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• Symbrachydactyly is apparent at birth, and may also be visible before birth
• In most cases, the underlying muscles, nerves, tendons, ligaments and
bones of your child’s hand will also be affected. Your doctor will use
x-rays to look more closely at the underlying structure of your baby’s
fingers and determine a course of treatment.
• If there are any other abnormalities, other X-rays or tests may be needed.
Symbrachydactyly is often confused with a hand disorder called constriction ring syndrome (also called amniotic band syndrome), but the two are different. The main difference between the two is that in symbrachydactyly the underlying structures of the hand (such as the muscles, nerves and bones) are usually malformed, while in constriction ring syndrome they aren’t.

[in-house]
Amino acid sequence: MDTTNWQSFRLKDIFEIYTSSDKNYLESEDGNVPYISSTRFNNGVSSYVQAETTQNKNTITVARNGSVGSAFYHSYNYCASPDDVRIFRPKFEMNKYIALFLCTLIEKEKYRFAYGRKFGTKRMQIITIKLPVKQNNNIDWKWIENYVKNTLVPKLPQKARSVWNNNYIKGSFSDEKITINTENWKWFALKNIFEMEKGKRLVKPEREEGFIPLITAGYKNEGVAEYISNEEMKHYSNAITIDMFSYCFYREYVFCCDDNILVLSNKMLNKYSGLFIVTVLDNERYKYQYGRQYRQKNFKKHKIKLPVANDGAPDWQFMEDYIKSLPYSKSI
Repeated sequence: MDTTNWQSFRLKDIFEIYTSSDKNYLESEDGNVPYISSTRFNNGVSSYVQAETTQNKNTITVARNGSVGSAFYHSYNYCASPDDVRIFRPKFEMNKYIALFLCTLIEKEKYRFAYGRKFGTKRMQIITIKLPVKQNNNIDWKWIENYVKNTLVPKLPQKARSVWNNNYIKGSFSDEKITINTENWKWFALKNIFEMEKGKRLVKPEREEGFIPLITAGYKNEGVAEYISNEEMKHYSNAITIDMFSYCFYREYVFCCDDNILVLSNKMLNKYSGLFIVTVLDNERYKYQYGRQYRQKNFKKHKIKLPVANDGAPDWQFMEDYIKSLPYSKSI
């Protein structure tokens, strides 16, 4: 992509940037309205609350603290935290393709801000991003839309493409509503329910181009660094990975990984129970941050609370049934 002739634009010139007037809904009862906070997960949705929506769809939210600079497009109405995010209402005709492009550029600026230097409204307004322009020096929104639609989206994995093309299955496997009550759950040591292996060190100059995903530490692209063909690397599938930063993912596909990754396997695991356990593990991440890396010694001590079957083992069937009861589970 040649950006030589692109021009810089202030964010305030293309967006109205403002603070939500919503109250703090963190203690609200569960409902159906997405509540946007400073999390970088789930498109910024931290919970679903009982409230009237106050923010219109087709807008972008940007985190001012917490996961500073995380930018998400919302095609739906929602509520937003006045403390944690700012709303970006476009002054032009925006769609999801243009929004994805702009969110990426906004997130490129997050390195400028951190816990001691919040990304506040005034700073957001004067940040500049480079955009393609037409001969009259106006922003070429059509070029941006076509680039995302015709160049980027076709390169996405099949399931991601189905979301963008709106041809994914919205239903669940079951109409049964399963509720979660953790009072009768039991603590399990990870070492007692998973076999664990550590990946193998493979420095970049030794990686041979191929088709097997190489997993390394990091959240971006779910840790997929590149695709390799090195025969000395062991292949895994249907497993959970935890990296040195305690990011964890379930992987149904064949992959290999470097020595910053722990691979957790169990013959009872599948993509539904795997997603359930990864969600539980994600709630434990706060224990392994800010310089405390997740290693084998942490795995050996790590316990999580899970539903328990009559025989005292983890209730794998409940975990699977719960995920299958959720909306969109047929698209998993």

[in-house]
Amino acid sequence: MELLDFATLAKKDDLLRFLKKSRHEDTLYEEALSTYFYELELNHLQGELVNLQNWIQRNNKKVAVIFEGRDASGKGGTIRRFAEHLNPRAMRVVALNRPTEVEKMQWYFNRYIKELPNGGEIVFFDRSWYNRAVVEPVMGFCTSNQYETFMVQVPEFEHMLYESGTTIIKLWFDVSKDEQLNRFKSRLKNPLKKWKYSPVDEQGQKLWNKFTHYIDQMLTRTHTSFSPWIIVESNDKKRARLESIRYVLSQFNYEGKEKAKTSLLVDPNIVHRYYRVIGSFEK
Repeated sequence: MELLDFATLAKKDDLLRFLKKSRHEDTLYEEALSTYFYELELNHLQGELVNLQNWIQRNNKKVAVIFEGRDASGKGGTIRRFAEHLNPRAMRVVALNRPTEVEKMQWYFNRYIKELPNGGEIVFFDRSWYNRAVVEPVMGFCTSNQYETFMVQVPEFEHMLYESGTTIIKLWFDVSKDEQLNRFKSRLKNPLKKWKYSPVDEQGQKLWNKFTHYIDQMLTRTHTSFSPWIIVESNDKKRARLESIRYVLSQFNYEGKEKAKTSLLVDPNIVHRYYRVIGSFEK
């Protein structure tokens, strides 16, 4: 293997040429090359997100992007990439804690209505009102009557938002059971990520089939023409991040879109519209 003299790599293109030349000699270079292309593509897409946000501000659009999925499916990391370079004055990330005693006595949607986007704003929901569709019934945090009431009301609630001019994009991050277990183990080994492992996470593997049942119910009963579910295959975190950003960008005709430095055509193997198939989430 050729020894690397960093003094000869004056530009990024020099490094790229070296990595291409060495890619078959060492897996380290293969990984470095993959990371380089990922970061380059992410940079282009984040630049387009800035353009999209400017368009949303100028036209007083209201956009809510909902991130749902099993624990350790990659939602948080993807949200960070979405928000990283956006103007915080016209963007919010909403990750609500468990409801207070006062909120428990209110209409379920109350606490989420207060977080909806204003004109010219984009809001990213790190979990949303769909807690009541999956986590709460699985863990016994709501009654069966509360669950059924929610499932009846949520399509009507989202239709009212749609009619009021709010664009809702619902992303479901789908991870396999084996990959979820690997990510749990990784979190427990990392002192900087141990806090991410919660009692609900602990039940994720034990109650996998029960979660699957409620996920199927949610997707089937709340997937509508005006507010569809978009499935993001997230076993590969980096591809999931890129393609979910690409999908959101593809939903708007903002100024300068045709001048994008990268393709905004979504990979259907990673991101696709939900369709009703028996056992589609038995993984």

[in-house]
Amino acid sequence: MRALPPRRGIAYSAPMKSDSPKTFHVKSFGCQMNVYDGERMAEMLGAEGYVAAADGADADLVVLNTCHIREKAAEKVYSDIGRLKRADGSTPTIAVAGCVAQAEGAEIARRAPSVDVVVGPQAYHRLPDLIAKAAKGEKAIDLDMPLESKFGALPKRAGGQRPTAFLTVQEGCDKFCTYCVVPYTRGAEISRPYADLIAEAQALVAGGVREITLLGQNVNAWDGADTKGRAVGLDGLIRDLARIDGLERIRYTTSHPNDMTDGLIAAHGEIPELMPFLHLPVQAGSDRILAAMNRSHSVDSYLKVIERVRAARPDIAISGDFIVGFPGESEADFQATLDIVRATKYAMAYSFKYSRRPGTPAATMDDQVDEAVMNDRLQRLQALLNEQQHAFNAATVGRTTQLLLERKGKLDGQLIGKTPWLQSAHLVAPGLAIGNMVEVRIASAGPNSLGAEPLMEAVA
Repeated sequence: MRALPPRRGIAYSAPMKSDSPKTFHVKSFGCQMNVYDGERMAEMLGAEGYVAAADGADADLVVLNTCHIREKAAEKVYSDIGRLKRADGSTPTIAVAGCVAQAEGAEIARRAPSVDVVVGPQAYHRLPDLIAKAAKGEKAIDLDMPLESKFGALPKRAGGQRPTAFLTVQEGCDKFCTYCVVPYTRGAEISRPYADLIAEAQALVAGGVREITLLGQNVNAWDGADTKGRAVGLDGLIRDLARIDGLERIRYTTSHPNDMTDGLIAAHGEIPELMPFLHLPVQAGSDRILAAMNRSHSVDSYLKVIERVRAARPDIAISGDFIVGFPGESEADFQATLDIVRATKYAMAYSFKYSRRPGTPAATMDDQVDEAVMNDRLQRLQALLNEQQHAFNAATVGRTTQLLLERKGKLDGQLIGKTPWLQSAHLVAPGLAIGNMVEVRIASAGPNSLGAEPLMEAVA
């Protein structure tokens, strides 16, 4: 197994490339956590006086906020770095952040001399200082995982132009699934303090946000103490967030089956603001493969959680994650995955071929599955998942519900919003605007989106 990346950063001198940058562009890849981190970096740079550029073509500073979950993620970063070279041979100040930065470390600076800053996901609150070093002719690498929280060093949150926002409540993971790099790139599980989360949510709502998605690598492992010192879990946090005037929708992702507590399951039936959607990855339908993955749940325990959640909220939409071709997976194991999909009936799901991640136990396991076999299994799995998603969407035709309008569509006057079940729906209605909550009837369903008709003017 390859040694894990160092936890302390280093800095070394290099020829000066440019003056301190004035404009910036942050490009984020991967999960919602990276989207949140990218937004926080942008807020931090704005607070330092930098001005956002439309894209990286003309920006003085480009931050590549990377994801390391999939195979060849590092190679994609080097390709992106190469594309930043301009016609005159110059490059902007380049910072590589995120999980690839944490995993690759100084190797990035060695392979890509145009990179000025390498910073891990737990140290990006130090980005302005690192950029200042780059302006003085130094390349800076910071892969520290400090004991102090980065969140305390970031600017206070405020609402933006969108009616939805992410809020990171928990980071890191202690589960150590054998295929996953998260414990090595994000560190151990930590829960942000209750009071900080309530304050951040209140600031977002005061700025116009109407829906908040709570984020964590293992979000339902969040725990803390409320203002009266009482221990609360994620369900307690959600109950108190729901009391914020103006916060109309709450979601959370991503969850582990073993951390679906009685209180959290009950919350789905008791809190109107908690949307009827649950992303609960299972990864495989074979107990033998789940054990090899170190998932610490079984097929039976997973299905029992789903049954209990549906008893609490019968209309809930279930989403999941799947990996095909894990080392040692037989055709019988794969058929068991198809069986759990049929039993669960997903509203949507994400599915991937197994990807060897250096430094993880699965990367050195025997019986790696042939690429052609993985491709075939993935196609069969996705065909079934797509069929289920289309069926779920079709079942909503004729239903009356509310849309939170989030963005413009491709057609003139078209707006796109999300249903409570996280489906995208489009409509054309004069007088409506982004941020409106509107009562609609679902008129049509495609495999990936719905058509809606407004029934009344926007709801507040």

We are grateful to have been ranked #1 on U.S. News & World Report's list of the best children's hospitals in the nation for the third year in a row, an honor we could not have achieved without the patients and families who inspire us to do our very best for them. Thanks to you, Boston Children's is a place where we can write the greatest children's stories ever told.”